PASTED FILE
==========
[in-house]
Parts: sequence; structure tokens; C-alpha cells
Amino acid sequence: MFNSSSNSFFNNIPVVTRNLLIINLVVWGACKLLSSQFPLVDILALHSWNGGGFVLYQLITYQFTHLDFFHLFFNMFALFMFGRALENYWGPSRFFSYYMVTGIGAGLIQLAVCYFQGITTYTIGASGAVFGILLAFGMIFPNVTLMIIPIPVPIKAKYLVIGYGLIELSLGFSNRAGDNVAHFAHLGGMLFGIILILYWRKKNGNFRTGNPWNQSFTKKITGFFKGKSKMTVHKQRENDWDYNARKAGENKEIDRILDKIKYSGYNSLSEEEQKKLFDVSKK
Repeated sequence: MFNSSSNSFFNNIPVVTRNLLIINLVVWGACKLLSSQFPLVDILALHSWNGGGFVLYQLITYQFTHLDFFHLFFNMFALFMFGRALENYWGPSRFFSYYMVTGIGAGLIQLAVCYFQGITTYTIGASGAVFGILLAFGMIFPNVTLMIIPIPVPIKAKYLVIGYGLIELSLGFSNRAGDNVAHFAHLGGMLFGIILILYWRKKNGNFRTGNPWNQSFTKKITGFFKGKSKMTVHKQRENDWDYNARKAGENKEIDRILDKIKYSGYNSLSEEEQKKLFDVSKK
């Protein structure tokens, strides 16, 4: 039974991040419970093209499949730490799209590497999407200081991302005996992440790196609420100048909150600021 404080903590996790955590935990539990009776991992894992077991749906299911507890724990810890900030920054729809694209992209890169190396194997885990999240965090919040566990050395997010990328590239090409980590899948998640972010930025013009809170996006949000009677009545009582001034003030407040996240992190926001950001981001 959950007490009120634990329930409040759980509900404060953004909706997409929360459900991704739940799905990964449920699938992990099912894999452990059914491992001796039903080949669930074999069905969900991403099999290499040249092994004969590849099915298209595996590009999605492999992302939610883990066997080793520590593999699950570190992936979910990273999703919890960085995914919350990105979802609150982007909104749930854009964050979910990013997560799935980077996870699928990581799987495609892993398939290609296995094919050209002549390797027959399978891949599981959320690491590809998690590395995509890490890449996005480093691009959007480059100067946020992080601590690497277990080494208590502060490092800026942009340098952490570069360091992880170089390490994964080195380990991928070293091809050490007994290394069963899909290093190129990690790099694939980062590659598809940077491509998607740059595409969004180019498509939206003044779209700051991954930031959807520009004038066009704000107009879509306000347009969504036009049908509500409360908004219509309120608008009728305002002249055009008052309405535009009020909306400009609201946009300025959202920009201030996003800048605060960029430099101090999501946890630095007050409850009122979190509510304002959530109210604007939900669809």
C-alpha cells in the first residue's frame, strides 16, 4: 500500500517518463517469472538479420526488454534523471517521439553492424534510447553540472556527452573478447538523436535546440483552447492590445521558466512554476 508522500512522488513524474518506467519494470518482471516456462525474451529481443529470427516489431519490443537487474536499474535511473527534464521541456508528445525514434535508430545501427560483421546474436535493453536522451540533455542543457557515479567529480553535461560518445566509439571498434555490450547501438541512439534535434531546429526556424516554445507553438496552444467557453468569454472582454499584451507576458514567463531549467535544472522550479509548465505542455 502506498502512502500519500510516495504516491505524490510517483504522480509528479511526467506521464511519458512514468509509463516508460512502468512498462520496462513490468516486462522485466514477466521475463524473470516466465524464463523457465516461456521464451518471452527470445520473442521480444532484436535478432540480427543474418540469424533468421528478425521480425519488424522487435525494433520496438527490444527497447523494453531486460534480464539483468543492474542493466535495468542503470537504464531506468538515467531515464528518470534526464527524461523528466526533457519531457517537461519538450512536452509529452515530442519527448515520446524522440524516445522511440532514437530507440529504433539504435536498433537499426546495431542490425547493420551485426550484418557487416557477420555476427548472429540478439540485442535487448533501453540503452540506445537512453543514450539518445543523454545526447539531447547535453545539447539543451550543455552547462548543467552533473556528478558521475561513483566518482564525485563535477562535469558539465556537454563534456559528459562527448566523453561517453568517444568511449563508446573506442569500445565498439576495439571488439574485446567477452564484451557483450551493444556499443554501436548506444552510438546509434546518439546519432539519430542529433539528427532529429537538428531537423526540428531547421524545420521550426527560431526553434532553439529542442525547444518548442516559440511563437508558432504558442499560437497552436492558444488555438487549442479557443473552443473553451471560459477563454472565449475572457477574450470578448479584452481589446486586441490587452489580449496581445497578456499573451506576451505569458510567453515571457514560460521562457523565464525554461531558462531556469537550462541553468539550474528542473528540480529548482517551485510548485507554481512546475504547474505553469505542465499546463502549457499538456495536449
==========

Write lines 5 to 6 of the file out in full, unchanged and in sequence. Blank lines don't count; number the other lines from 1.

């Protein structure tokens, strides 16, 4: 039974991040419970093209499949730490799209590497999407200081991302005996992440790196609420100048909150600021 404080903590996790955590935990539990009776991992894992077991749906299911507890724990810890900030920054729809694209992209890169190396194997885990999240965090919040566990050395997010990328590239090409980590899948998640972010930025013009809170996006949000009677009545009582001034003030407040996240992190926001950001981001 959950007490009120634990329930409040759980509900404060953004909706997409929360459900991704739940799905990964449920699938992990099912894999452990059914491992001796039903080949669930074999069905969900991403099999290499040249092994004969590849099915298209595996590009999605492999992302939610883990066997080793520590593999699950570190992936979910990273999703919890960085995914919350990105979802609150982007909104749930854009964050979910990013997560799935980077996870699928990581799987495609892993398939290609296995094919050209002549390797027959399978891949599981959320690491590809998690590395995509890490890449996005480093691009959007480059100067946020992080601590690497277990080494208590502060490092800026942009340098952490570069360091992880170089390490994964080195380990991928070293091809050490007994290394069963899909290093190129990690790099694939980062590659598809940077491509998607740059595409969004180019498509939206003044779209700051991954930031959807520009004038066009704000107009879509306000347009969504036009049908509500409360908004219509309120608008009728305002002249055009008052309405535009009020909306400009609201946009300025959202920009201030996003800048605060960029430099101090999501946890630095007050409850009122979190509510304002959530109210604007939900669809």
C-alpha cells in the first residue's frame, strides 16, 4: 500500500517518463517469472538479420526488454534523471517521439553492424534510447553540472556527452573478447538523436535546440483552447492590445521558466512554476 508522500512522488513524474518506467519494470518482471516456462525474451529481443529470427516489431519490443537487474536499474535511473527534464521541456508528445525514434535508430545501427560483421546474436535493453536522451540533455542543457557515479567529480553535461560518445566509439571498434555490450547501438541512439534535434531546429526556424516554445507553438496552444467557453468569454472582454499584451507576458514567463531549467535544472522550479509548465505542455 502506498502512502500519500510516495504516491505524490510517483504522480509528479511526467506521464511519458512514468509509463516508460512502468512498462520496462513490468516486462522485466514477466521475463524473470516466465524464463523457465516461456521464451518471452527470445520473442521480444532484436535478432540480427543474418540469424533468421528478425521480425519488424522487435525494433520496438527490444527497447523494453531486460534480464539483468543492474542493466535495468542503470537504464531506468538515467531515464528518470534526464527524461523528466526533457519531457517537461519538450512536452509529452515530442519527448515520446524522440524516445522511440532514437530507440529504433539504435536498433537499426546495431542490425547493420551485426550484418557487416557477420555476427548472429540478439540485442535487448533501453540503452540506445537512453543514450539518445543523454545526447539531447547535453545539447539543451550543455552547462548543467552533473556528478558521475561513483566518482564525485563535477562535469558539465556537454563534456559528459562527448566523453561517453568517444568511449563508446573506442569500445565498439576495439571488439574485446567477452564484451557483450551493444556499443554501436548506444552510438546509434546518439546519432539519430542529433539528427532529429537538428531537423526540428531547421524545420521550426527560431526553434532553439529542442525547444518548442516559440511563437508558432504558442499560437497552436492558444488555438487549442479557443473552443473553451471560459477563454472565449475572457477574450470578448479584452481589446486586441490587452489580449496581445497578456499573451506576451505569458510567453515571457514560460521562457523565464525554461531558462531556469537550462541553468539550474528542473528540480529548482517551485510548485507554481512546475504547474505553469505542465499546463502549457499538456495536449